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LA housing agency is hit with cyberattack and is given a deadline to respond

The Housing Authority of the City of Los Angeles announced today, Jan. 3, that it has been hit by an apparent cyberattack that has disrupted its systems and a leading tech industry website reports that the attackers have given the agency a deadline to respond.

In a statement, the city agency described the situation as a “cyber event” and did not specify the nature of the attack or what data may have been compromised. HACLA, the city’s public housing authority, has a budget of more than $1 billion.

The ransomware group Lockbit claimed to have hacked the agency, according to TechCrunch. Screenshots posted online indicate that more than 15 terabytes of files were stolen, with a listed deadline of Jan. 12 for an apparent ransom.

Courtney Gladney of HACLA said the agency was working with “law enforcement and forensics to investigate the incident.” A statement from the agency said that HACLA was working to “confirm its impact to our systems, and to restore full functionality securely to our environment as soon as possible.”

HACLA oversees more than 19,000 housing units for poor and low-income residents. According to TechCrunch, HACLA “was added to LockBit’s dark web leak site on December 31.”

The early report on HACLA, still lacking detail, was a reminder of the 2022 Labor Day weekend cyber attack on Los Angeles Unified School District. In that case, Los Angeles Unified School District data was posted on the dark web by an international crime syndicate but it did not contain sensitive personal information, Superintendent Alberto Carvalho announced on Oct. 3.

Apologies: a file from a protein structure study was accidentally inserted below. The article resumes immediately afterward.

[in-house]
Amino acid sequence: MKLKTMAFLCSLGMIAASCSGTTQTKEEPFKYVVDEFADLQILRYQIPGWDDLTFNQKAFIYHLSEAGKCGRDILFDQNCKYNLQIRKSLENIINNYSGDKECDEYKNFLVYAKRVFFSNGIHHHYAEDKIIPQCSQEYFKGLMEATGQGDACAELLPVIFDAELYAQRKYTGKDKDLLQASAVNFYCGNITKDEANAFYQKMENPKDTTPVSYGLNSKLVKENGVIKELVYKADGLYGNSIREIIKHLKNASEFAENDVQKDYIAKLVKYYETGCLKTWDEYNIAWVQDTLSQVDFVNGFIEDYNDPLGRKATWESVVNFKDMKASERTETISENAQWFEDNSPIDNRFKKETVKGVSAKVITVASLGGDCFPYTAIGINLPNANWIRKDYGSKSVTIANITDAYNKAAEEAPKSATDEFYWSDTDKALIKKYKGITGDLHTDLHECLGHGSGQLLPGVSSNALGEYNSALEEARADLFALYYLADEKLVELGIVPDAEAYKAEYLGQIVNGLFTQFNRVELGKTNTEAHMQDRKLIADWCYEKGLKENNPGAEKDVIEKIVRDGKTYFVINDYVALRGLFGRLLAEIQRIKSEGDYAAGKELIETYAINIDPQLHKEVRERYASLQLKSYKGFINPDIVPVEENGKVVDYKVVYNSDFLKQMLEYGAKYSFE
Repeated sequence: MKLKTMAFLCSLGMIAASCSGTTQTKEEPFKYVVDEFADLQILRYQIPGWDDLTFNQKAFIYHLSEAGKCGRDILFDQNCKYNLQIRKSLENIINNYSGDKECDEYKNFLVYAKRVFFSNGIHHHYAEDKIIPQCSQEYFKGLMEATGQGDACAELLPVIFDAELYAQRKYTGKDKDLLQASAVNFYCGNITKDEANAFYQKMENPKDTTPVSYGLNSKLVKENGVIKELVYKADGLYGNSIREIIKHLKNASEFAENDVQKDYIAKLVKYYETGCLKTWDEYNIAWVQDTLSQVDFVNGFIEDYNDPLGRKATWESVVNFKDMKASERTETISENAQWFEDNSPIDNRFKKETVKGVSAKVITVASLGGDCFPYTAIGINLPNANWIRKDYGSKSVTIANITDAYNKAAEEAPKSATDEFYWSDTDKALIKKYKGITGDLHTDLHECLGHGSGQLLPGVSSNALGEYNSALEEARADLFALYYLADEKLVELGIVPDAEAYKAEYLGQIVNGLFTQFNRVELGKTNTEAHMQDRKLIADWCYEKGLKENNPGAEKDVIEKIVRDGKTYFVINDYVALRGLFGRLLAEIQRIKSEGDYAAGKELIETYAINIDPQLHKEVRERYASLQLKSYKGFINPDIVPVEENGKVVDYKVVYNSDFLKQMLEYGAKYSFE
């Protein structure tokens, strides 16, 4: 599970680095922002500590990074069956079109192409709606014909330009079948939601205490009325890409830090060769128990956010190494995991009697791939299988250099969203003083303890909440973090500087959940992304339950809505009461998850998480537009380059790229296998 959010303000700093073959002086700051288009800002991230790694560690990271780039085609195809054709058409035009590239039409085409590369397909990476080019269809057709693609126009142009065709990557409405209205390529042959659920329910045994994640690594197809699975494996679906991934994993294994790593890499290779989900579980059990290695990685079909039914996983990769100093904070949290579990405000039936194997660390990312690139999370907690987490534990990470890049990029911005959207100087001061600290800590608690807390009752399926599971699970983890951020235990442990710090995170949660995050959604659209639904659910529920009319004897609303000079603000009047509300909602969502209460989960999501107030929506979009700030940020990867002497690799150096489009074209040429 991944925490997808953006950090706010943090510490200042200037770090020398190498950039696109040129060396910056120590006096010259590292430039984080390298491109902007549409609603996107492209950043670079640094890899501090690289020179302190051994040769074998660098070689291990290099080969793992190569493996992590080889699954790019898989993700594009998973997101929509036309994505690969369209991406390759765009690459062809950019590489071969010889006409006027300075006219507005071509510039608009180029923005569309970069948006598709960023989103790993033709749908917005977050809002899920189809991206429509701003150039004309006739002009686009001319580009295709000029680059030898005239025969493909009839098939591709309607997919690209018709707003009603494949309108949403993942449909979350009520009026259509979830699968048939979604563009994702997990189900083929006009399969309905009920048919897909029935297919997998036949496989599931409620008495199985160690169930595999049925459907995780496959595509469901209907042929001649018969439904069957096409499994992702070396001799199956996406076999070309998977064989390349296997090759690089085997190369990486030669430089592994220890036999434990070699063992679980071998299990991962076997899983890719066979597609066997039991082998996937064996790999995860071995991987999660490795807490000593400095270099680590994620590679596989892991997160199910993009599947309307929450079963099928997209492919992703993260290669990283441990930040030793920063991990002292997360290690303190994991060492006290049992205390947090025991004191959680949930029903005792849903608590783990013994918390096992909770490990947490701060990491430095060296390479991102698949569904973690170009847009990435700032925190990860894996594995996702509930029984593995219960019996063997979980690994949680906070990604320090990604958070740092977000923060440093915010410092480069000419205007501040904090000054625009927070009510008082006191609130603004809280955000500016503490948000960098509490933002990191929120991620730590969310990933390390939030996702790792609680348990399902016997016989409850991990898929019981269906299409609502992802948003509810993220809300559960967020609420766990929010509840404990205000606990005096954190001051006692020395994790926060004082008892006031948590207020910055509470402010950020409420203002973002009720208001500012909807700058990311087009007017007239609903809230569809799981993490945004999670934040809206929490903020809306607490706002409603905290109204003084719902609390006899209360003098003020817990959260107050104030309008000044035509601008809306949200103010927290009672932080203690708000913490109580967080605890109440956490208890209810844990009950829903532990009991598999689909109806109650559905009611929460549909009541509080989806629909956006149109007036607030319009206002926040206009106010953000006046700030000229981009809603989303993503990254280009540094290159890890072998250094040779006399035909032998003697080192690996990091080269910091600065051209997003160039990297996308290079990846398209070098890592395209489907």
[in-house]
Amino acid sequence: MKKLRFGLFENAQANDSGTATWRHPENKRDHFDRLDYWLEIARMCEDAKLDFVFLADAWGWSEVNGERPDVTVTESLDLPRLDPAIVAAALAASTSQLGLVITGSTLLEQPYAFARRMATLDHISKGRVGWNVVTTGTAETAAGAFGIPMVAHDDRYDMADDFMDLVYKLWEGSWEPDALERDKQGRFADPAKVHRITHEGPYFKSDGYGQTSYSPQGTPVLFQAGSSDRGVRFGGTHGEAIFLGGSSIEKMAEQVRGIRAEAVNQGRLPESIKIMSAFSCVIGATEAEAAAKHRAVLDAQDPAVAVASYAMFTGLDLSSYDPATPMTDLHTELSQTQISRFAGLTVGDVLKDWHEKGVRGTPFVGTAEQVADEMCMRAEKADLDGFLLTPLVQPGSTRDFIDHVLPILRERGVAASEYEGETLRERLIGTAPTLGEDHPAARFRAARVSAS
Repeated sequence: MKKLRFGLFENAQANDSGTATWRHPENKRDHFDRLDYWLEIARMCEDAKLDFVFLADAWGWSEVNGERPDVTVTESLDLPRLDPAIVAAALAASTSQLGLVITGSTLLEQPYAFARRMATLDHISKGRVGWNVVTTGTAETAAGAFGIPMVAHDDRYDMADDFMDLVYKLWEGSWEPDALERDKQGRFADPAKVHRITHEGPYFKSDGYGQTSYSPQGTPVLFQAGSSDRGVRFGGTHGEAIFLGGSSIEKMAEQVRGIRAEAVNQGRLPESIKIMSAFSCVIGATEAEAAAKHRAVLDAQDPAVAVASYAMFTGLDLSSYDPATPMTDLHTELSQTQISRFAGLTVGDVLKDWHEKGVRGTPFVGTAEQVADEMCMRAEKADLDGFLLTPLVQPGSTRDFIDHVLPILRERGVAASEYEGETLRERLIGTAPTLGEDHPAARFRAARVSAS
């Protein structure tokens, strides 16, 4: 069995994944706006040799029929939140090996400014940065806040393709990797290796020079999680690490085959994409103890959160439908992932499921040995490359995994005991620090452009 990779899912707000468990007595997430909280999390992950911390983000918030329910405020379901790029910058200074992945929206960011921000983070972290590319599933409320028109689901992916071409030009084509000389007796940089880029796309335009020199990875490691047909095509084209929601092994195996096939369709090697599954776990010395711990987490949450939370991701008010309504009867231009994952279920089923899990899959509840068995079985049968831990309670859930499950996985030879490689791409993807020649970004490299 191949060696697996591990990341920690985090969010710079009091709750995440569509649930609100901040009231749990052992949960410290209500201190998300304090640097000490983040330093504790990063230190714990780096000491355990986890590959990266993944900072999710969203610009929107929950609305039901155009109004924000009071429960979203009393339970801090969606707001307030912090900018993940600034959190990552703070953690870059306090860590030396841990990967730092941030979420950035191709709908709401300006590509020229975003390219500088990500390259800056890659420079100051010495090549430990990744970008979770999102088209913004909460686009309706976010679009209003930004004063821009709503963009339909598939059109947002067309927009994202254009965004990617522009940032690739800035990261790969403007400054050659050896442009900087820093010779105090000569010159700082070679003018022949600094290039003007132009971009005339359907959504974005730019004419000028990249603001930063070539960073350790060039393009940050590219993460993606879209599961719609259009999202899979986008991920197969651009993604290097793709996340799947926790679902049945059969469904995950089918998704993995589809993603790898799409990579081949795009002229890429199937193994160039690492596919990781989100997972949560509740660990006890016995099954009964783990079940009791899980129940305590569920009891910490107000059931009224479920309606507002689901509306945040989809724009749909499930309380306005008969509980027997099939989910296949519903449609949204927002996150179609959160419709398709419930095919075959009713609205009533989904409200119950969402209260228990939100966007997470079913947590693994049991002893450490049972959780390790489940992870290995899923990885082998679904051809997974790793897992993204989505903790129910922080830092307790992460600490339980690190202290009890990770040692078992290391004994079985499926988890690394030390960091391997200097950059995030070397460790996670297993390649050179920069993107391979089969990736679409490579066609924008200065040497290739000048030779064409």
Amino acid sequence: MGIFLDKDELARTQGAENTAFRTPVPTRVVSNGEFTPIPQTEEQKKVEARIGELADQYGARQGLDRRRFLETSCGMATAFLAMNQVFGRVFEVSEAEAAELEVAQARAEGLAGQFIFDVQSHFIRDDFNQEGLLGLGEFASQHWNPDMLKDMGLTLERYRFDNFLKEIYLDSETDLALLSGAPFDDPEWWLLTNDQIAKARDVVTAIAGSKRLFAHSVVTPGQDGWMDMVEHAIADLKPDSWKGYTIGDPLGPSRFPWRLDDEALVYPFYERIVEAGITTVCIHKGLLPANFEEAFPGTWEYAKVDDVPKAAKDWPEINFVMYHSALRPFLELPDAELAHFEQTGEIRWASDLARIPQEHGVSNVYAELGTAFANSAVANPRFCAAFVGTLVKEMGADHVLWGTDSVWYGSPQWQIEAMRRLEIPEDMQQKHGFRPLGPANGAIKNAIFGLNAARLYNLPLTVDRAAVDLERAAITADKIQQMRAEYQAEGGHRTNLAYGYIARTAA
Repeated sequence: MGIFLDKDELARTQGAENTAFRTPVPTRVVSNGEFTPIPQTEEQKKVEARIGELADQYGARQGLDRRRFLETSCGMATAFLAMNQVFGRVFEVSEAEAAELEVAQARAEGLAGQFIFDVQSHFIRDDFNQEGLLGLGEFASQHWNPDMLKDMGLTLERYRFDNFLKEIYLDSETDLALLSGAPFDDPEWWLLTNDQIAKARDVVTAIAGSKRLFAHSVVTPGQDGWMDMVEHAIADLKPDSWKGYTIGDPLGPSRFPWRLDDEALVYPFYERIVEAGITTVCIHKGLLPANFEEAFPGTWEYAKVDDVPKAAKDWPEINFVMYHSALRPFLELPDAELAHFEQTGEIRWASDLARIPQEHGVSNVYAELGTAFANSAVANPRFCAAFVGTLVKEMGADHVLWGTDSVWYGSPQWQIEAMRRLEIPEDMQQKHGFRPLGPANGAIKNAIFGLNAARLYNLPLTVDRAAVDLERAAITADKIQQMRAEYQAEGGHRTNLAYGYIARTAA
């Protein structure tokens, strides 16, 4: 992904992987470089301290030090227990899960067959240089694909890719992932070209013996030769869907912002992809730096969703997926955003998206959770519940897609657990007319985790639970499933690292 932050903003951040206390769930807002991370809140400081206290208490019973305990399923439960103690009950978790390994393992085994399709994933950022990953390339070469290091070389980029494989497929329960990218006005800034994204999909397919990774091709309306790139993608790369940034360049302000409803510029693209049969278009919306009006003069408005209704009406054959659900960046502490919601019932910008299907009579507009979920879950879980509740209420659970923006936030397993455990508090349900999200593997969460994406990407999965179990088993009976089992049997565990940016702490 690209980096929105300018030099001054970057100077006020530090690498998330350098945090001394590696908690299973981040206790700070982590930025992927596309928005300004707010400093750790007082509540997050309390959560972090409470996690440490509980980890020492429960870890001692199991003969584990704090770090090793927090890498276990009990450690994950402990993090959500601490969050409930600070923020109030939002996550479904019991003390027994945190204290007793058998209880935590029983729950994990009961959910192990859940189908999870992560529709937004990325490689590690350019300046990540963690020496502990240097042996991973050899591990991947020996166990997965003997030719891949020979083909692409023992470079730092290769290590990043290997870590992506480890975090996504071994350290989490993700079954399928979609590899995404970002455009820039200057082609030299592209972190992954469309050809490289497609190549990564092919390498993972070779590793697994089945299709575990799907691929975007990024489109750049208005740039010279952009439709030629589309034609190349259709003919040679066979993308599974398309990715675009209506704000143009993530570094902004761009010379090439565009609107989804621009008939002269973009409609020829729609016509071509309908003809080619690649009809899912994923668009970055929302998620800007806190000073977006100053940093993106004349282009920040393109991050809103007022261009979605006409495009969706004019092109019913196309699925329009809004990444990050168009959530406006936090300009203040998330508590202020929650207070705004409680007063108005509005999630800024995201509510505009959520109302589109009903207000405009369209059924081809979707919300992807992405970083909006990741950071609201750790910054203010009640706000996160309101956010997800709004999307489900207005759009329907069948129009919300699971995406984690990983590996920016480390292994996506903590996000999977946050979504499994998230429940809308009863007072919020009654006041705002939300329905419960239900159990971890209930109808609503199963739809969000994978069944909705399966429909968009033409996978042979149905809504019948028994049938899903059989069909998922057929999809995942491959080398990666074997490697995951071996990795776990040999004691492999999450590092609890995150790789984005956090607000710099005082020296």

A hacking organization known as Vice Society sent a ransom demand to LAUSD after breaking into the district’s systems and threatening to release the hacked data online if LAUSD refused to pay out an unspecified ransom.

The group released 500 gigabytes of hacked data following LAUSD’s Sept. 30 announcement that the district would not give in to the ransom demands.

Following release of the hacked data, fears about what information could’ve been breached abounded. Some reports posited that the trove of information included confidential student psychological evaluations, contract and legal documents, and business records containing personal identifying information including Social Security numbers.

But, according to LAUSD’s review, the data leaked was a “drop in the bucket” compared to the district’s 1.6 petabyte — or 16 million gigabyte — total trove of data, and contained “no evidence of widespread impact, as far as truly sensitive confidential information,” Carvalho said.

“We can confirm at this point, having gone through about two-thirds of the files that were uploaded, we have found no evidence of widespread access or dissemination of employee information that includes personally identifiable information,” Carvalho said in October.

Related links

Recent cyberattacks highlight the vulnerability of California schools
Report: Hackers post LAUSD data after Carvalho refuses to pay high-tech ransom
LAUSD receives ransom demand from Labor Day weekend cyberattacker
Blackmail typically the reason for cyberattacks, but LAUSD says no demands have been made
LAUSD receives ransom demand from Labor Day weekend cyberattacker

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